ON THE PROWL FOR INFORMATION ABOUT PROWLING
What exactly is PROWLING? The best answer to that question is: You know it when you see it. That is
how most police, prosecutors, and judges assess Prowling accusations. Prowling is all about context. If you read New Hampshire RSA 644:6, the law on Prowling, it says that someone is PROWLING when he/she:
[K]nowingly appears at a place, or at a time, under circumstances that warrant alarm for the safety of persons or property in the vicinity.
With that definition in mind, you might be wondering what kind of “circumstances” would cause or warrant someone to be alarmed by your mere presence in a given location. Rest assured, police and lawyers see plenty of circumstances where nosey neighbors and neighborhood watch-types report anyone who dares to walk down the street the moment the Sun has begun to set. Factors that should not be alarming or scary to anyone is your race, gender, accent, car, income level, hats, hoodies, or general appearance.
But (and this is a big but for sure), Prowling is one of those laws where how you are dressed may be relevant and permissibly considered by police. For example, if it is a hot, 100 degree July evening, and you are wearing head-to-toe black clothing, including a black-knit-ski-mask, all the while hiding in the corner with a black dufflebag that goes clink and clank when you set it down, passersby and police may justifiably be alarmed by your attire and present locaton.
That is not to say you are guilty of anything, but your lawyer will have a hard time convincing a judge that no one should have been suspicious or alarmed by you. The New Hampshire Prowling law, RSA 644:6, lists other factors that may justifiably cause someone to be alarmed such as:
(a) Takes flight upon appearance of a law enforcement official or upon questioning by such an official.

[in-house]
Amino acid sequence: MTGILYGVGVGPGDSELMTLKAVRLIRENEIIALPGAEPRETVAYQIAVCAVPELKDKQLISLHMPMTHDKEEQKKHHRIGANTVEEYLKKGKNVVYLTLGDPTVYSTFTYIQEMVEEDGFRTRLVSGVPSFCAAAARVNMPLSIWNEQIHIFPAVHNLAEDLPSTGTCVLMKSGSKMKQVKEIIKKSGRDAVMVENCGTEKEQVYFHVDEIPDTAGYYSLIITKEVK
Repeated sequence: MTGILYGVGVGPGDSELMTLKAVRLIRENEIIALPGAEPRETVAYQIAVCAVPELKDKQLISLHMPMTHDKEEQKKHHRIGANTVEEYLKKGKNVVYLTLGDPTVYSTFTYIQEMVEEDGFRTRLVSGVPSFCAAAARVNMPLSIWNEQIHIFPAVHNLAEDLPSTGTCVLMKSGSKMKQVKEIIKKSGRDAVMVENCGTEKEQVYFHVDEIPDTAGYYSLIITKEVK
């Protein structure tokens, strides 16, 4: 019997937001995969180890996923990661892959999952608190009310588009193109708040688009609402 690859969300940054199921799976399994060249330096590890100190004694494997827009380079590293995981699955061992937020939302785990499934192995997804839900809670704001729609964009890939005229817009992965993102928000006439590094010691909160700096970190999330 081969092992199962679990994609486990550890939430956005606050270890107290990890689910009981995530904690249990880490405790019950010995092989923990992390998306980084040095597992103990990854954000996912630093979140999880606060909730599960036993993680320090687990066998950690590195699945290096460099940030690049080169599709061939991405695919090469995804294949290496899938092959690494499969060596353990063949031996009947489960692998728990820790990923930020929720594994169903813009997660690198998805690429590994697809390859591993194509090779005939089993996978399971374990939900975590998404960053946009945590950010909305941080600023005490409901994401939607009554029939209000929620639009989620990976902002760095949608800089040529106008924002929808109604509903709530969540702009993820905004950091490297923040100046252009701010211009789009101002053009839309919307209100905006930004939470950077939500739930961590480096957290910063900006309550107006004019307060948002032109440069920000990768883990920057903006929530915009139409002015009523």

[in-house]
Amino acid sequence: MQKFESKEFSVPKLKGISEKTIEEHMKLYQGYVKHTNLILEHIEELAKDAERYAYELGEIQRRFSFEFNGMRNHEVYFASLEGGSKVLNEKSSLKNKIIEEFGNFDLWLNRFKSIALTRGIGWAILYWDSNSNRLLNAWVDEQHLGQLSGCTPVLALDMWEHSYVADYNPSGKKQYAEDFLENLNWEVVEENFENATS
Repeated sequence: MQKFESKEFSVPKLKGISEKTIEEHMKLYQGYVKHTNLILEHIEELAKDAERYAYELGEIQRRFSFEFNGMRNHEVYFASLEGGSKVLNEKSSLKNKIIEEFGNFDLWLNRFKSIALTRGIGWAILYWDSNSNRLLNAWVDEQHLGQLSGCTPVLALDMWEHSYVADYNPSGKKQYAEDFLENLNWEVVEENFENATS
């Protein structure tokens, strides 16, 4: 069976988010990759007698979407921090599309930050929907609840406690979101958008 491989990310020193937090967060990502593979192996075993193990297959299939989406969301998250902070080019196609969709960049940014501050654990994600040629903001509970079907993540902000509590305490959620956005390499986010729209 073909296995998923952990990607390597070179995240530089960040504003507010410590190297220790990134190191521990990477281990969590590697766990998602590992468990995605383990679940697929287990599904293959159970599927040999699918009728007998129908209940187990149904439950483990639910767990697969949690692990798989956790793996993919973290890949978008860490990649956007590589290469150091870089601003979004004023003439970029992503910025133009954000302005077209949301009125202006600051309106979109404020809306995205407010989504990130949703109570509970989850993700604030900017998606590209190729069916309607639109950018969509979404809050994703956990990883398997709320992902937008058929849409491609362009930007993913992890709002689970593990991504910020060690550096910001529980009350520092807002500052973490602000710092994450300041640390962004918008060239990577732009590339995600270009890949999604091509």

(b) Manifestly endeavors to conceal himself or any object.
(c) Has in his possession tools or other property which would lead a reasonable person to believe a crime was about to be perpetrated.
As you can see, Prowling is very much a crime that depends heavily on the circumstances by
which the Defendant or suspencted prowler is discovered and observed. At OSBORNE LAW we sometimes think of Prowling as a crime that falls somewhere between Criminal Trespass and Burglary. Please consider this:
If you walk across someone’s lawn without permission or if you are just hanging out in the
local convenient store’s parking lot, well-after closing time, you are most likely committing Criminal Trespass.
If you are breaking into the home after you walked across its lawn, or you are crawling through the window of the convenient store, you are committing Burglary.
If you are not breaking into the home or convenient store, but you are dressed in black, looking in the windows, and running into the bushes whenever a car drives by, you are likely committing the crime of Prowling. As you can see, Prowling is behavior that falls somewhere past TRESPASS but a few steps short of BURGLARY.
Of course, we can probably imagine other circumstances when you could be charged with Prowling,
without it necessarily having to be dark or late at night. For example:
One day you are seen hanging around an elementary school playground, in broad daylight, with a burlap sac. You are weaking a face mack and carrying duct tape. You are hiding in the bushes and watching the children play at recess.
This kind of behavior could also reasonably “warrant alarm for the safety of persons . . . in the vicinity.” Although at that instance, a charge of PROWLING may be the least of your worries.
At OSBORNE LAW, we are happy to help you and defend you against any Prowling arrests that have left you feeling alarmed and uncertain about your future.